By David Hudson
Penny Lane will be at the Walter Reade in New York this evening as her found footage documentary Our Nixon closes this year’s edition of New Directors/New Films. I posted a few first impressions of Our Nixon from SXSW, and Susan Gerhard‘s had a lively conversation with Lane not only about her new film but also encompassing her earlier work.
“After Lincoln—and for mostly antithetical reasons—Richard M. Nixon may be the most persistently fascinating American president,” writes A.O. Scott in the New York Times. “He belongs as much to popular culture as to political history.” Our Nixon, the “ingenious” documentary “assembled by Penny Lane and Brian L. Frye, honors Nixon’s peculiar place in the American psyche, rendering the pathos and villainy of the era in a comic, intimate key.”
Anthony Kaufman at Sundance Now: “Put together from some 30 hours of Super-8 footage and shot by high-ranking Nixon aides H.R. (‘Bob’) Haldeman, John Ehrlichman, and Dwight Chapin, the film at first presents a fun-loving group of young aspiring politicos, hanging out at the beach, touring China, and generally having a gay old time. A light-hearted introductory credit sequence featuring the upbeat 1979 song ‘They Don’t Know About Us’ highlights the contrast between the tricky ‘Dick’ Nixon that we know and the rosy view of their Nixon, a man with a reasoned plan for the future of the country—one that doesn’t involve homosexuals or All in the Family.”
“The footage is YouTube avant la lettre,” suggests Scott Foundas in the Voice: “often crudely filmed and banal, sometimes impressionistic (birds flitting about the trees seen from the Oval Office windows), and always a reminder of the curious things people feel compelled to document when they have a camera in their hands, forging a record of their brief time upon the earth.”
“Subtly but forcefully, Our Nixon interconnects footage to showcase how the Nixon administration was marked by the notion that, whether on TV or in the streets, radical vocal elements were bringing down a worthier, if privately held and increasingly anachronistic, vision of America,” writes Tomas Hachard in Slant.
More from Howard Feinstein (Filmmaker) and Stephen Saito; and Brian Brooks talks with Lane for the Film Society of Lincoln Center.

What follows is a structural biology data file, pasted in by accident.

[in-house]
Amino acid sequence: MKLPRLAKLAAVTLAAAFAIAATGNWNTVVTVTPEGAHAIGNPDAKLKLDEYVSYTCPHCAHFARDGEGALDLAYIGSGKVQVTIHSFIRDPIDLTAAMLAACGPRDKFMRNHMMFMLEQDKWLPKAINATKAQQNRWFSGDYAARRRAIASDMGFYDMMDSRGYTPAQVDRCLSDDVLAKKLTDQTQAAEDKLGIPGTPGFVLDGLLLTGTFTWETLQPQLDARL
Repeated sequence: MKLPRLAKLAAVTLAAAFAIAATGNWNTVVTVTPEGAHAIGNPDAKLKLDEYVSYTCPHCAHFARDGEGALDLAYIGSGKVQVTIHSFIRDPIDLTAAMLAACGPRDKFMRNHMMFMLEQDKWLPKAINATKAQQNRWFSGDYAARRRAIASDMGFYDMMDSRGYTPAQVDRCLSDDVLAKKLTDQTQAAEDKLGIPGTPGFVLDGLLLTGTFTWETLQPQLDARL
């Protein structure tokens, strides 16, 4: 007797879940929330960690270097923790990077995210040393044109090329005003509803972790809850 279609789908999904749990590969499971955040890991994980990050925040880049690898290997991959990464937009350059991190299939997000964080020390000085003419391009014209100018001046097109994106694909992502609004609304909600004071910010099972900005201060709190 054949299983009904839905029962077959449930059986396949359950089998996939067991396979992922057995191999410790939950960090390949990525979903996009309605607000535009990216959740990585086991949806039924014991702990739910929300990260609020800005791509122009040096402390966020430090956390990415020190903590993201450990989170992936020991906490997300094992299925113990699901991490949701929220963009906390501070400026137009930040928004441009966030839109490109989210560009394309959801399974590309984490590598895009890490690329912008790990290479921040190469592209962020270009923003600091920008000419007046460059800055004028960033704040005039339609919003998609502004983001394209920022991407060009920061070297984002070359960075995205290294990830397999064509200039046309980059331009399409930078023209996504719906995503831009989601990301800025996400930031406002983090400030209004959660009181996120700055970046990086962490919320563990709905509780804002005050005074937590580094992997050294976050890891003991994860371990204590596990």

Update, 4/1: “Don’t rush to Our Nixon if you’re looking for anything definitive or deep about that time,” writes David D’Arcy at Artinfo. “If Our Nixon isn’t enough, try the recent C-Span interviews with Timothy Naftali, who headed the Nixon Library, or access the interviews from Naftali’s Nixon Library oral history project, which Nixon’s admirers tried to scuttle in order to protect Nixon’s reputation. Fortunately for us, they failed at that coverup.”
We opened our coverage of the coverage of ND/NF 2013 on March 20 with a roundup on Alexandre Moors’s Blue Caprice.
3/21 saw two entries, one on Kazik Radwanski’s Tower, the other on Li Luo’s Emperor Visits the Hell, Ali Aydin’s Küf, and Emil Christov’s The Color of the Chameleon.
3/22: Tobias Lindholm’s A Hijacking, Rachid Djaïdani’s Rengaine, and Lonesome Solo’s Burn It Up Djassa.
3/23: Joshua Oppenheimer’s The Act of Killing, Daniel Hoesl’s Soldate Jeannette, and Tizza Covi and Rainer Frimmel’s The Shine of Day.
3/25: Jazmín López’s Leones, O Muel’s Jiseul, and Sophie Letourneur’s Les Coquillettes.
3/26: Alex Pitstra’s Die Welt and Marcelo Lordello’s They’ll Come Back.
3/27: Matías Piñeiro’s Viola and Shannon Plumb’s Towheads.
3/28: Lyubov Arkus’s Anton’s Right Here, Libbie D. Cohn and J.P. Sniadecki’s People’s Park, and Shane Carruth’s Upstream Color.
3/29: Leonardo di Costanzo’s L’Intervallo, Eryk Rocha’s Jards, and Sarah Polley’s Stories We Tell.
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